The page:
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NIST to Establish Research Center of Excellence for Forensic Science

From NIST Tech Beat: August 19, 2014

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Contact: Michael Baum
301-975-2763

The National Institute of Standards and Technology (NIST) has announced a competition to create a Forensic Science Center of Excellence dedicated to collaborative, interdisciplinary research. The center’s mission will be to establish a firm scientific foundation for the analytic techniques used in two important branches of forensic science, pattern evidence and digital evidence.

SRM 2460
A NIST Standard Reference Material 2460 "standard bullet" mounted on a blue stub. Each one has six signature markings typically found in a fired bullet. SRM 2460 is intended primarily for use as a check for crime laboratories to help verify that the computerized optical equipment for bullet imaging and profiling is operating properly.
Credit: NIST
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The seminal 2009 National Research Council report Strengthening Forensic Science in the United States – A Path Forward called for a thorough examination of the techniques used in forensic analysis to better understand their strengths and limitations. It also called for establishing scientifically rigorous standards and practices, including the development of tools and methods to better standardize analytical protocols.

Forensic investigations involve the collection of evidence, measurements of the evidence, analysis of those measurements and the determination of conclusions of known validity. One important goal is to develop so-called “probabilistic methods”—techniques that produce a quantifiable assessment of the likelihood that a given method produced a correct result. Forensic DNA analyses, for example, typically report the probability that an apparent match between two separate samples could come about by chance.

The new NIST-sponsored center will focus on developing probabilistic methods for dealing with pattern evidence and digital evidence. Pattern evidence encompasses much of what is typically thought of as forensic evidence: fingerprints, shoeprints, tire marks, tool marks, shell casing or bullet striations—anything that relies on comparing two sets of markings. Digital evidence includes such things as the data on cellphones or personal computers.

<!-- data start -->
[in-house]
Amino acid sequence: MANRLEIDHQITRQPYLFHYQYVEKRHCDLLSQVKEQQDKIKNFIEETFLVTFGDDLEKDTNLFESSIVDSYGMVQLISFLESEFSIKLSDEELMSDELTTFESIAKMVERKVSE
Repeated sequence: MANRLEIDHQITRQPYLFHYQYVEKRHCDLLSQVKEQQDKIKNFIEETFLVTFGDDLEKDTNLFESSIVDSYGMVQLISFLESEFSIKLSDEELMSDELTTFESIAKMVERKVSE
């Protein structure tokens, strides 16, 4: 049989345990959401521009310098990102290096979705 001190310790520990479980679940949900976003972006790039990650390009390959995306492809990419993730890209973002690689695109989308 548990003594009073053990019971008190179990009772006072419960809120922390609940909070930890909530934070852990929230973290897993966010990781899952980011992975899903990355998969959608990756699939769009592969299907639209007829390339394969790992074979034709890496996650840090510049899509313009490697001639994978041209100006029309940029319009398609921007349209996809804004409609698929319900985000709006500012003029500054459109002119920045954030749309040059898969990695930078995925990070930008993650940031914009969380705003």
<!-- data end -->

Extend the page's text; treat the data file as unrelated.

The planned center will work on scientific advances in probabilistic methods and information technology tools, as well as the necessary infrastructure to educate and train forensic science practitioners in using the new methods. The center will help expand NIST’s expertise in the field and promote interactions between NIST, academia and various stakeholders in the forensic science community.

NIST anticipates funding the new center at about $4 million annually for five years, with the possibility of renewing the award for an additional five years. Funding is subject to the availability of funds through NIST's appropriations.

The competition is open to accredited institutions of higher education and nonprofit organizations located in the United States and its territories. The proposing institution may work as part of a consortium that could include other academic institutions; nonprofit organizations; companies; or state, tribal or local governments.

Full details of the solicitation, including eligibility requirements, selection criteria, legal requirements and the mechanism for submitting proposals are found in an announcement of Federal Funding Opportunity (FFO) posted at Grants.gov under funding opportunity 2014-NIST-FS-COE-01. See http://www.grants.gov/web/grants/view-opportunity.html?oppId=262395.

Applications will be accepted only through the Grants.gov website. The deadline for applications is 11:59 p.m. Eastern time, Dec. 11, 2014.

NIST will hold a webinar on the Forensic Science Center of Excellence within the next few weeks to offer general guidance on preparing proposals and provide an opportunity for the public to ask questions about the program. Participation in the webinar is not required to apply. There is no cost for the webinar, but participants must register in advance. Information on the webinar will be post on www.nist.gov/coe/forensics/ as soon as it becomes available.

This Center of Excellence is one of several NIST plans to establish to provide an interdisciplinary environment where researchers from NIST, academia, industry and government can collaborate on emerging areas of basic and applied research and innovations in measurement science. On Dec. 3, 2013, NIST announced the establishment of a Center for Hierarchical Materials Design (CHiMaD) under a consortium led by Northwestern University that will pursue advanced materials research. A second NIST Center of Excellence to be focused on community disaster resilience is the subject of a current competition.